Double L's

Quick concept lesson, then a blog post.

Leadership courses, seminars, & trainings often discuss a concept called the 'Johari Window.' The Johari Window, in essence, is a 2x2 matrix that represents things that are known to you, known to others, unknown to you, and unknown to others. For the "things" that fit within the boxes, think personal characteristics, habits, experiences, etc.

Names are given to the different quadrants based upon who knows about it--if, for example, you know that I tend to cock my chin to the left when I'm thinking but I don't realize that I'm doing it, that habit would fall into the 'blind spot' category for me. If we both know it, i.e. that my name is Lisa, it's in the 'arena' category. If I know something but you don't, i.e. my insecurities, it falls into the 'facade' category, and if neither of us know it, i.e. where I'll be living 15 years from now, it's 'unknown.'
While simple, I think the Johari Window is a great tool because it helps us examine ourselves (arena & facade), learn about the ways we're perceived by others (blind spot), and continue personal development (blind spot & unknown). 

So why am I bringing it up?
a. I think it's interesting and
b. It leads into a new feature I'm going to start posting

The details
Giving advice is something that I tend to do without realizing it and while I don't think twice about friends coming to me for input (in my book, that's what friends do for each other), I've recently had friends of friends/contacts/acquaintances reaching out to me for it. For someone who doesn't perceive herself as someone that gives advice worth passing on outside of the original context, talk about a strange experience.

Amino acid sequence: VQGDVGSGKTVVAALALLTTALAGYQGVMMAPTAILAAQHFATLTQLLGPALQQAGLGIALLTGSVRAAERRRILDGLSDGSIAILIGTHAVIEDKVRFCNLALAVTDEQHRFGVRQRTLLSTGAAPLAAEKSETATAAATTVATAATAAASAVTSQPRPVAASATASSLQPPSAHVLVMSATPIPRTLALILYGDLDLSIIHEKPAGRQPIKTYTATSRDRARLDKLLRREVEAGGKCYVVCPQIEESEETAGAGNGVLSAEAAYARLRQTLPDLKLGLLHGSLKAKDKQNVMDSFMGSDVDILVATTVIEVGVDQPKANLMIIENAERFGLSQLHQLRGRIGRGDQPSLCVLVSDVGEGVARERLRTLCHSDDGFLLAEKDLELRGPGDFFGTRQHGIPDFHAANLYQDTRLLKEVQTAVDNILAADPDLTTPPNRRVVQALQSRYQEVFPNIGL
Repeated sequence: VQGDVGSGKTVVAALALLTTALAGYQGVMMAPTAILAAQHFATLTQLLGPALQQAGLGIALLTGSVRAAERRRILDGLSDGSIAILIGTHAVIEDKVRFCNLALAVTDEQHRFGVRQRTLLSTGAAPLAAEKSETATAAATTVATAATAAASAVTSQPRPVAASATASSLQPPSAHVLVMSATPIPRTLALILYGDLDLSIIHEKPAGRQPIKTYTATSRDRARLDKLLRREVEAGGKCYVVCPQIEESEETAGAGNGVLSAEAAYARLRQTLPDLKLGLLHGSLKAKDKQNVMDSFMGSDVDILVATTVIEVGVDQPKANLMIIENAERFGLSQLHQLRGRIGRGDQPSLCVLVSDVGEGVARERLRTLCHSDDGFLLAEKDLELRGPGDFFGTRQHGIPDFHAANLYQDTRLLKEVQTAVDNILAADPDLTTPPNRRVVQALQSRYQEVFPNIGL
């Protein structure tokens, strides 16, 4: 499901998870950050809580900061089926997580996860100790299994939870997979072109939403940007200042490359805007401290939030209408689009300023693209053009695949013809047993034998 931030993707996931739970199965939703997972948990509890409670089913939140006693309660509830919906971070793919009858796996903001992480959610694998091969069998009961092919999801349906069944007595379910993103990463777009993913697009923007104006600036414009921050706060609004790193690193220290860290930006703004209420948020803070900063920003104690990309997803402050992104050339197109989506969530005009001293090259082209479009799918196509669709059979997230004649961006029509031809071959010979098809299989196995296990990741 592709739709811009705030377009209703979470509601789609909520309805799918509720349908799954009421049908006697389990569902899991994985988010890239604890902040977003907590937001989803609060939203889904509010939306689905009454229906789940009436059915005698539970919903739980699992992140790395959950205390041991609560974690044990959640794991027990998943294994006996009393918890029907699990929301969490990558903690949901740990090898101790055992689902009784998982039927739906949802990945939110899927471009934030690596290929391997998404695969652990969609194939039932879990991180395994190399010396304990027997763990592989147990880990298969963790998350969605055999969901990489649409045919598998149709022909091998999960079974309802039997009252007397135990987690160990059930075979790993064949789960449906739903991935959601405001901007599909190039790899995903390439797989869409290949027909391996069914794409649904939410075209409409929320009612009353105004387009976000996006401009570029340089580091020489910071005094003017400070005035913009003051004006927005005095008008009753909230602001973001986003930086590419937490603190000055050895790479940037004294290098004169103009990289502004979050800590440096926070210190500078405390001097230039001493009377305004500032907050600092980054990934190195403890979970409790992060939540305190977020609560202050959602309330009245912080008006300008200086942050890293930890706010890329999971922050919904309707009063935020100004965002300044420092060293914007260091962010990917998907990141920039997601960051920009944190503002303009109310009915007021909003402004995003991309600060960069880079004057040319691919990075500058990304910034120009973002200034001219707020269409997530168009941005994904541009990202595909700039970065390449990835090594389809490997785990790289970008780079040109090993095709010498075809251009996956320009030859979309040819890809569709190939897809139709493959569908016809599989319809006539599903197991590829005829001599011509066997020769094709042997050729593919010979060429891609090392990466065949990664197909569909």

That said, in my long-term self vision (something I'll cover in a later post), I envision myself being someone that others come to for advice...I just don't see myself as that person yet. I think we all struggle with things along those lines--we don't see ourselves as 'smart enough,' 'cool enough,' 'old enough,' whatever enough to do things that we want to do or be things that we want to be.

An article I read this weekend in congruence with the 10th anniversary of 9/11 made me think about this stuff in a different light. Events like these make you realize how quickly things can change and how each day shouldn't be just be a day--it should be a day that makes you feel more alive.

So. What's the point of this?
If you wait until you feel smart enough/cool enough/old enough/whatever enough, you're either never going to feel that way or not get the opportunity to do what you want to do. 

Reality fights dirty.

That said, it's a choice as to whether you let it happen to you or if you take an active role in shaping it. Since I've had people reveal to me that my 'blind spot' capabilities actually align with my 'facade' dreams, I'm going to do the latter and start taking strides towards being the advice-giver I want to be. Double L's or life lessons I've figured out during my 20-some years will regularly be popping up on this blog--take them, leave them, modify them to be your own, but let me know what you think. Also, do some thinking on your own about what you've been waiting to do...and then use today as an opportunity to do it. You won't regret it.